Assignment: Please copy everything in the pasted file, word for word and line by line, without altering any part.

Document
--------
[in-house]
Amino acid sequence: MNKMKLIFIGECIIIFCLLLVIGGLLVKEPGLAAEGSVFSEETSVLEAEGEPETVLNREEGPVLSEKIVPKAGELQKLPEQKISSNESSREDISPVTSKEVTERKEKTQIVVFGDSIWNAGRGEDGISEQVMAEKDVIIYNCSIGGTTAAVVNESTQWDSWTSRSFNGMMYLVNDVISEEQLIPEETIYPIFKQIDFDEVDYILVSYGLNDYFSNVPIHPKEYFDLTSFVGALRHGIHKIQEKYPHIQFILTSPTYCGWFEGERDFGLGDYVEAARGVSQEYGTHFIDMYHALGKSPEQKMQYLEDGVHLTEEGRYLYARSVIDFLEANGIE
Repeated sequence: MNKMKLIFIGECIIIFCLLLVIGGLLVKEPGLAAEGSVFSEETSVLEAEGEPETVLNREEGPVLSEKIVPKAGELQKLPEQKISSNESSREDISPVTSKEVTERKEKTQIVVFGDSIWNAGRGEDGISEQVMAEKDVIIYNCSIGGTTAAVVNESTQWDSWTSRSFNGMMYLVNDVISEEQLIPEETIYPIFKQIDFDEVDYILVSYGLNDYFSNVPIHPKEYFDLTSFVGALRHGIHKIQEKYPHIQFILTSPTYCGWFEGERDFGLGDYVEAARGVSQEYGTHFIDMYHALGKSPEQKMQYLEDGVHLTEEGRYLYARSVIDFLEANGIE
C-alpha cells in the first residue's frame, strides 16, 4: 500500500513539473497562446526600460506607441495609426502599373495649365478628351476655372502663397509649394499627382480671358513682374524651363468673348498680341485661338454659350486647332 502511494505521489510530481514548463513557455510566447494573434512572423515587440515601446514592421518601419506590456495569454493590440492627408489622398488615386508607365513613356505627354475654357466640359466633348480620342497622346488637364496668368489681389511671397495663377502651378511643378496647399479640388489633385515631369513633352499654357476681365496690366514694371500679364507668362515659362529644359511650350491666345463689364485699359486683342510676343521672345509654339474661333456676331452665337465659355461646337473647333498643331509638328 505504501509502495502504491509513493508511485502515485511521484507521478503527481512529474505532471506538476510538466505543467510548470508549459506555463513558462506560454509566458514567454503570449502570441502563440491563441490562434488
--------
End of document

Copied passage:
[in-house]
Amino acid sequence: MNKMKLIFIGECIIIFCLLLVIGGLLVKEPGLAAEGSVFSEETSVLEAEGEPETVLNREEGPVLSEKIVPKAGELQKLPEQKISSNESSREDISPVTSKEVTERKEKTQIVVFGDSIWNAGRGEDGISEQVMAEKDVIIYNCSIGGTTAAVVNESTQWDSWTSRSFNGMMYLVNDVISEEQLIPEETIYPIFKQIDFDEVDYILVSYGLNDYFSNVPIHPKEYFDLTSFVGALRHGIHKIQEKYPHIQFILTSPTYCGWFEGERDFGLGDYVEAARGVSQEYGTHFIDMYHALGKSPEQKMQYLEDGVHLTEEGRYLYARSVIDFLEANGIE
Repeated sequence: MNKMKLIFIGECIIIFCLLLVIGGLLVKEPGLAAEGSVFSEETSVLEAEGEPETVLNREEGPVLSEKIVPKAGELQKLPEQKISSNESSREDISPVTSKEVTERKEKTQIVVFGDSIWNAGRGEDGISEQVMAEKDVIIYNCSIGGTTAAVVNESTQWDSWTSRSFNGMMYLVNDVISEEQLIPEETIYPIFKQIDFDEVDYILVSYGLNDYFSNVPIHPKEYFDLTSFVGALRHGIHKIQEKYPHIQFILTSPTYCGWFEGERDFGLGDYVEAARGVSQEYGTHFIDMYHALGKSPEQKMQYLEDGVHLTEEGRYLYARSVIDFLEANGIE
C-alpha cells in the first residue's frame, strides 16, 4: 500500500513539473497562446526600460506607441495609426502599373495649365478628351476655372502663397509649394499627382480671358513682374524651363468673348498680341485661338454659350486647332 502511494505521489510530481514548463513557455510566447494573434512572423515587440515601446514592421518601419506590456495569454493590440492627408489622398488615386508607365513613356505627354475654357466640359466633348480620342497622346488637364496668368489681389511671397495663377502651378511643378496647399479640388489633385515631369513633352499654357476681365496690366514694371500679364507668362515659362529644359511650350491666345463689364485699359486683342510676343521672345509654339474661333456676331452665337465659355461646337473647333498643331509638328 505504501509502495502504491509513493508511485502515485511521484507521478503527481512529474505532471506538476510538466505543467510548470508549459506555463513558462506560454509566458514567454503570449502570441502563440491563441490562434488